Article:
The Pitfalls of Code Coverage.

t sIn software development, metrics play a crucial role in pretty much everything. These can be from how people are using our products to how engineers build and test their applications.

One such metric that often garners attention is code coverage. While code coverage can provide insights into the extent to which a codebase has been tested. Unfortunately, and what feels like an unpopular opinion, it is a metric that is relied on a little too much as it doesn’t offer much help in terms of quality of your applications.

In this post, we’ll delve into the pitfalls of code coverage and why it should be approached with caution.

False Sense of Security

Code coverage measures the percentage of code lines or branches that are executed by tests. I’ve seen so many places setting that the minimum amount of lines that should be covered is 80%. However, high code coverage doesn’t necessarily equate to high quality testing. Developers may inadvertently write tests that only cover the surface-level functionalities, leaving critical edge cases untested. This can lead to a false sense of security, where developers believe their code is well-tested when, in reality, it’s not.

Quality Over Quantity

Focusing solely on achieving a high code coverage percentage can incentivise developers to write tests that merely increase coverage without necessarily improving the quality of testing. Writing tests that are meaningful, targeted, and thorough is paramount for ensuring the reliability of software. Code coverage, therefore, should not be the ultimate goal but rather a tool to complement other testing strategies. Ideally code reviews or pair programming should hopefully limit this as having another person review them gives another perspective.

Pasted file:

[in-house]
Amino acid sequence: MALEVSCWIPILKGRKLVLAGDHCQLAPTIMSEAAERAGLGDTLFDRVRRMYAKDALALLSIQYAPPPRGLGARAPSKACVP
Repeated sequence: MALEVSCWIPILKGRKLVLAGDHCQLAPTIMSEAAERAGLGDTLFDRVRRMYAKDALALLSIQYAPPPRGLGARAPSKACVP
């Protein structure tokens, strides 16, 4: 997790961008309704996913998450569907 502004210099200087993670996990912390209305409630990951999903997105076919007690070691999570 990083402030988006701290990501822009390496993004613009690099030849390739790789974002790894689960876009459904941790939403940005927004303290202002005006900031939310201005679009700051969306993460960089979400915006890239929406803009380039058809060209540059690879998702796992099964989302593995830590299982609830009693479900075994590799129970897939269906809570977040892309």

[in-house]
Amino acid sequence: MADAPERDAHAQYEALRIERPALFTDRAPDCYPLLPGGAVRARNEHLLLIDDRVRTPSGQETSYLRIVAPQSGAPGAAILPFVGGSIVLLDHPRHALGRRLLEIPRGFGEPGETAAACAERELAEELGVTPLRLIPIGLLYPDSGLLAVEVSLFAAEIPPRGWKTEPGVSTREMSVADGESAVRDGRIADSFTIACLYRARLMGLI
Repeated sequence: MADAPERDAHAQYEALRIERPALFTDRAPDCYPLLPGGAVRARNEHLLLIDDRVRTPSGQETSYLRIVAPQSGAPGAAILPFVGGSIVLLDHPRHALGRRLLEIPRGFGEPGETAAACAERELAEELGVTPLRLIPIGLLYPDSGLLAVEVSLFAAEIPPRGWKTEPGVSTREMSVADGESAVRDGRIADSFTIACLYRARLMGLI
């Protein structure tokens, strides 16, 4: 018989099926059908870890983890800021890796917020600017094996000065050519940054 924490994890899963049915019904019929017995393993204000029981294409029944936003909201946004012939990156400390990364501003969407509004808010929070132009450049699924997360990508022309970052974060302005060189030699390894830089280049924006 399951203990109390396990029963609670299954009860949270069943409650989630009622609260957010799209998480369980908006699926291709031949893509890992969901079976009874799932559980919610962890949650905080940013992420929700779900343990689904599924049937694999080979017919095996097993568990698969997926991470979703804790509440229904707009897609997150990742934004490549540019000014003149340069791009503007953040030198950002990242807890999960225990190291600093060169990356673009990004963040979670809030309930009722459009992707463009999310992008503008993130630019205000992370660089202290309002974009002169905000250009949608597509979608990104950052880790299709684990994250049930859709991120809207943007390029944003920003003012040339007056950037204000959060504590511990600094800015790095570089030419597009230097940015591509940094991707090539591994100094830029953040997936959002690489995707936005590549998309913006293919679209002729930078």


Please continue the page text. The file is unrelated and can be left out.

Blind Spots

Code coverage metrics often overlook certain aspects of code quality, such as error handling, performance, and security vulnerabilities. A codebase with high coverage may still contain critical flaws that are not captured by tests as developers could be writing tests to specifically increase coverage without adequately verifying the correctness of the code. My favourite example of this is where someone wrote the most inaccessible site and got 100% score on Lighthouse

Maintenance Challenges

As software evolves, maintaining high code coverage becomes increasingly challenging. Refactoring code, adding new features, or making architectural changes can impact existing tests and require significant effort to update them accordingly. Focusing solely on maintaining a high code coverage percentage can hinder the development process.

In conclusion, while code coverage can be a valuable tool for assessing test completeness, it’s essential to recognize its limitations and use it accordingly. Diversity of a team can lead to a more holistic approach to testing, encompassing various techniques such as unit testing, integration testing, and exploratory testing, is necessary for ensuring software quality. By prioritising meaningful tests, focusing on quality over quantity, and considering the broader context of development, teams can mitigate the dangers associated with code coverage as a metric.